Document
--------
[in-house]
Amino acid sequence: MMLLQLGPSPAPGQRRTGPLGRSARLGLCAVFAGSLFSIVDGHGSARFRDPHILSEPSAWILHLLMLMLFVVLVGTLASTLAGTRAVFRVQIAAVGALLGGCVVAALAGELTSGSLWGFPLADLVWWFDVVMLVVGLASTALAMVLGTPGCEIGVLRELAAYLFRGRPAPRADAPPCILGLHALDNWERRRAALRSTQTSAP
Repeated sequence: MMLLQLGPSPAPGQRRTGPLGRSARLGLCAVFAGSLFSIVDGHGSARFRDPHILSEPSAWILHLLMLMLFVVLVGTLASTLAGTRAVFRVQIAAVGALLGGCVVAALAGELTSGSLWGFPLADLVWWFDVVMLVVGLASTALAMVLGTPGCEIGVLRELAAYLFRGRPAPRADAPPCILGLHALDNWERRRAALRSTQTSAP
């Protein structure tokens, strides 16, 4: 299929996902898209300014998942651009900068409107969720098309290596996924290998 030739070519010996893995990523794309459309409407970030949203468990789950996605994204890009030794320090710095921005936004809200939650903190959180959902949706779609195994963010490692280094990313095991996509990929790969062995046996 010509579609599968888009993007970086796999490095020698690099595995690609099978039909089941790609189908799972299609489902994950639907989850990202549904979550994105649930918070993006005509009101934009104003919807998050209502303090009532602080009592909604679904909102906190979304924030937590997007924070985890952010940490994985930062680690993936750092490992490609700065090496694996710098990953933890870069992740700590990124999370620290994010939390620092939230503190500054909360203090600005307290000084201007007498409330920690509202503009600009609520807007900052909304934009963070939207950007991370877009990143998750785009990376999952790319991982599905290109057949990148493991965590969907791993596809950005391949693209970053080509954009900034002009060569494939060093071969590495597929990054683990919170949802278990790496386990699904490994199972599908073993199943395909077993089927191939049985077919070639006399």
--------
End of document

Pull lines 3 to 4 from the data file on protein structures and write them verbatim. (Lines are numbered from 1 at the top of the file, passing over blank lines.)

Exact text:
Repeated sequence: MMLLQLGPSPAPGQRRTGPLGRSARLGLCAVFAGSLFSIVDGHGSARFRDPHILSEPSAWILHLLMLMLFVVLVGTLASTLAGTRAVFRVQIAAVGALLGGCVVAALAGELTSGSLWGFPLADLVWWFDVVMLVVGLASTALAMVLGTPGCEIGVLRELAAYLFRGRPAPRADAPPCILGLHALDNWERRRAALRSTQTSAP
């Protein structure tokens, strides 16, 4: 299929996902898209300014998942651009900068409107969720098309290596996924290998 030739070519010996893995990523794309459309409407970030949203468990789950996605994204890009030794320090710095921005936004809200939650903190959180959902949706779609195994963010490692280094990313095991996509990929790969062995046996 010509579609599968888009993007970086796999490095020698690099595995690609099978039909089941790609189908799972299609489902994950639907989850990202549904979550994105649930918070993006005509009101934009104003919807998050209502303090009532602080009592909604679904909102906190979304924030937590997007924070985890952010940490994985930062680690993936750092490992490609700065090496694996710098990953933890870069992740700590990124999370620290994010939390620092939230503190500054909360203090600005307290000084201007007498409330920690509202503009600009609520807007900052909304934009963070939207950007991370877009990143998750785009990376999952790319991982599905290109057949990148493991965590969907791993596809950005391949693209970053080509954009900034002009060569494939060093071969590495597929990054683990919170949802278990790496386990699904490994199972599908073993199943395909077993089927191939049985077919070639006399």